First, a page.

There are certainly elements of horror that are subjective– some people react to jump scares, others get more creeped out by an unsettling atmosphere, some respond mostly to tons of blood and guts. But some horror is more primal in its scariness, simpler and yet more profound in the dread it imbues in you. This is the kind of horror that sticks with you, long after you leave the theater, and It Follows is mired in this basic, quiet and inescapable terror.
The rules behind the supernatural horror of It Follows are established early– a malignant presence, which can appear as any number of forms, follows you wherever you go. It moves slowly, but its motion is perpetual, and if it catches you, you die horribly. The only way to escape this force is to pass it along to someone else, through sexual intercourse… but if the person you pass the curse along to dies, it comes back for you once more.
Our story follows Jay Height, a young college student who’s going out with a seemingly nice guy named Hugh. Things take a dark turn after they sleep together, with Hugh explaining the curse he has transferred to Jay, before he cuts ties with her and disappears. Jay is left confused and paranoid, with no idea whether this curse is even real, but she knows that if it is– and if any of the strangers she sees in her proximity walking toward her are this presence– she’s in trouble. So she runs, enlisting her sister and friends to help her find a way out of this nightmare.
I won’t spoil any more of the plot of the movie than that, but trust me when I say this movie goes to some dark places in its twists and turns. At the center of it all is Maika Monroe giving a great, nuanced performance as Jay. Our protagonist is strong and capable, and even after her sexual encounter with Hugh, she never lets herself become a victim. She keeps moving forward, trying to come up with new ways to escape the inevitable, horrible thing which is coming for her. As is pointed out by her cowardly attacker later in the movie, Jay is a beautiful woman, and by his rationale, it would be easier for her to hook up with a guy to move the curse along. But Jay doesn’t want to be a part of this game; it’s indicative of her character that she makes so many attempts to break this cycle of terror, rather than perpetuate it. And Jay does not hide from the awful thing that happened to her, nor does she ever let it define her.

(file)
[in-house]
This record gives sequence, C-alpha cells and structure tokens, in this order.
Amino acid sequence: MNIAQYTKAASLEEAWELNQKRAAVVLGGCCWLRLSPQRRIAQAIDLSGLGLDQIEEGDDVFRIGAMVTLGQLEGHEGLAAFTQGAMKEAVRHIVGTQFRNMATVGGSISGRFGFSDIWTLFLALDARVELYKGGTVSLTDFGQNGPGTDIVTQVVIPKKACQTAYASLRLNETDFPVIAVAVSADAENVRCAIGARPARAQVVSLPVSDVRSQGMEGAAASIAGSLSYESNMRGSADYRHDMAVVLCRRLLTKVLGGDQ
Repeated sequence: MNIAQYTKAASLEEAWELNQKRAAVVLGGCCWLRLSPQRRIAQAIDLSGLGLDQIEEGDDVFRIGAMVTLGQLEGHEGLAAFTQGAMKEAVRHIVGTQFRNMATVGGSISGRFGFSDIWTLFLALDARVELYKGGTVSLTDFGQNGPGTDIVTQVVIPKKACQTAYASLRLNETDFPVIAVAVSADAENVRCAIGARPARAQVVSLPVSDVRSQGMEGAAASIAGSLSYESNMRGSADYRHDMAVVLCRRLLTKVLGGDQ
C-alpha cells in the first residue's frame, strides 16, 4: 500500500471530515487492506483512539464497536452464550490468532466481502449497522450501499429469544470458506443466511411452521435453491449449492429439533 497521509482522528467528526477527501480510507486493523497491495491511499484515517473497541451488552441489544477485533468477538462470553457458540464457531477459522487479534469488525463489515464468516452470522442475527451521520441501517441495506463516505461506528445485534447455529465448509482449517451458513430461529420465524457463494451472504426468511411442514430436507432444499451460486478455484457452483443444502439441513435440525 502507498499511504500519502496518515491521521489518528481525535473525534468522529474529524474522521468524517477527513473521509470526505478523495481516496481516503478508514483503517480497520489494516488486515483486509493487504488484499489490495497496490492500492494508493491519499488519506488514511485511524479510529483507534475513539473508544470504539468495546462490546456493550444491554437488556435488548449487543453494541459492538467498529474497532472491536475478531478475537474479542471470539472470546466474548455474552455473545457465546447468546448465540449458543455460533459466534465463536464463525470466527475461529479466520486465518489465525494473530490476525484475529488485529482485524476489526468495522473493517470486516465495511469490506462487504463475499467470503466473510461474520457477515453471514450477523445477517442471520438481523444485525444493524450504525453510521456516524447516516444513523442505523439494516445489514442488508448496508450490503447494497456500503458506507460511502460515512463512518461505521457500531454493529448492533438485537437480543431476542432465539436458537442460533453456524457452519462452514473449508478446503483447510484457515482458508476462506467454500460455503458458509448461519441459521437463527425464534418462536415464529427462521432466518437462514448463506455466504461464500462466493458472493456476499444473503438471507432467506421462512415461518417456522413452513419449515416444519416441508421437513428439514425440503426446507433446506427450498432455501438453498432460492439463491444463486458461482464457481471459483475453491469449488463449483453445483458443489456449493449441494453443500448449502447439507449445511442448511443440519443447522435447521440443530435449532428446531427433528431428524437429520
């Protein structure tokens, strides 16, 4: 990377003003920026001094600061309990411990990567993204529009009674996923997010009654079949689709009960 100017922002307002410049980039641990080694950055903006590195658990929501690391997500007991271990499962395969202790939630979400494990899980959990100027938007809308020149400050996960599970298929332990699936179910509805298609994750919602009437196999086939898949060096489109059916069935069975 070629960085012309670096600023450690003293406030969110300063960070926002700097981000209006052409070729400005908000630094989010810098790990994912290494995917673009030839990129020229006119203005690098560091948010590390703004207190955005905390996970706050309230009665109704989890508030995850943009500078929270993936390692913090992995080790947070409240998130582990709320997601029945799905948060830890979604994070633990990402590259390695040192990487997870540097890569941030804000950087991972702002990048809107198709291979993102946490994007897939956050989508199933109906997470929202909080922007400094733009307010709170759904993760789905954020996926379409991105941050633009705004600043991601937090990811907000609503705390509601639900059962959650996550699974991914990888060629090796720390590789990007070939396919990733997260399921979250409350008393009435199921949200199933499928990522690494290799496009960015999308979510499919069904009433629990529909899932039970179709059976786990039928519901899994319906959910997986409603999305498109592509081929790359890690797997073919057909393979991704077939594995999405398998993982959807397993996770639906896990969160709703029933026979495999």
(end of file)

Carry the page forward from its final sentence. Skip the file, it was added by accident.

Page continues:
The supporting cast is great, too, especially Keir Gilchrist’s Paul, Jay’s beta male best friend who wraps up his feelings for her in his attempts to serve as her protector. I love the chemistry between these two, especially during a scene late in the movie when Jay explains to Paul why she chose to pass the curse to a guy other than him. That moment was the make-or-break point for Paul, truly informing who he is as a person, and I was very happy with the trajectory of their relationship for the rest of the film’s run time.
But the success of It Follows goes beyond even its stark, creepy premise and strong, likeable cast. Mitchell has crafted a stylish, slightly retro and overall gorgeous film around this story. Unlike the jarring jump cuts we’re used to in horror, Mitchell’s camera lingers, often longer than you feel it should, and the focus always rests on unique and arresting imagery. Whether it’s a man with his eyes gouged out, following one of Jay’s friends into her bedroom, or the wide exterior of the car in which Jay and Hugh first hook up, this movie is filled with visuals that will stay with you.
The synth-driven score only enhances the atmosphere, while also channeling the great music that helped define late 70s and early 80s horror films. I mean, this whole movie could just as easily have been released in that era, with its perfect mix of dialogue-heavy drama, etherial, Giallo-tinged dread, and proto-slasher brutality. There is such a strong sense of style in the cinematography, lighting and music of this movie, it truly feels like no other horror film I’ve seen in years, and I really love it for that.
The deftest feat of all, however, is the way Mitchell handles the thematically loaded concepts within the nightmare he has created. The nature of this curse, especially the fact that it is passed along through intercourse, makes the tale an obvious allegory for sexually transmitted diseases, AIDS, rape, and sexual assault… and yet while all these themes are plainly there, none are presented in an abrasive or expository manner. It Follows is especially effective due to its sly subtlety, leaving you to parse out the meaning behind what you just saw on your own (and, for your sake, hopefully while not being followed).
All of these elements come together, and the end result is a thrill to behold. If you’re tired of horror’s recent penchant for choppy, breakneck pacing and cheap jump scares, It Follows will connect with you in an entirely different, yet even more visceral way. The laconic pace only serves to heighten the tension, and allows these characters– and the intriguing metaphors layered inside this nightmare– to breathe. It’s all about atmosphere, making you feel the weight of the literally unstoppable dread from which these characters will never truly be free. That is what makes this movie so goddamn terrifying.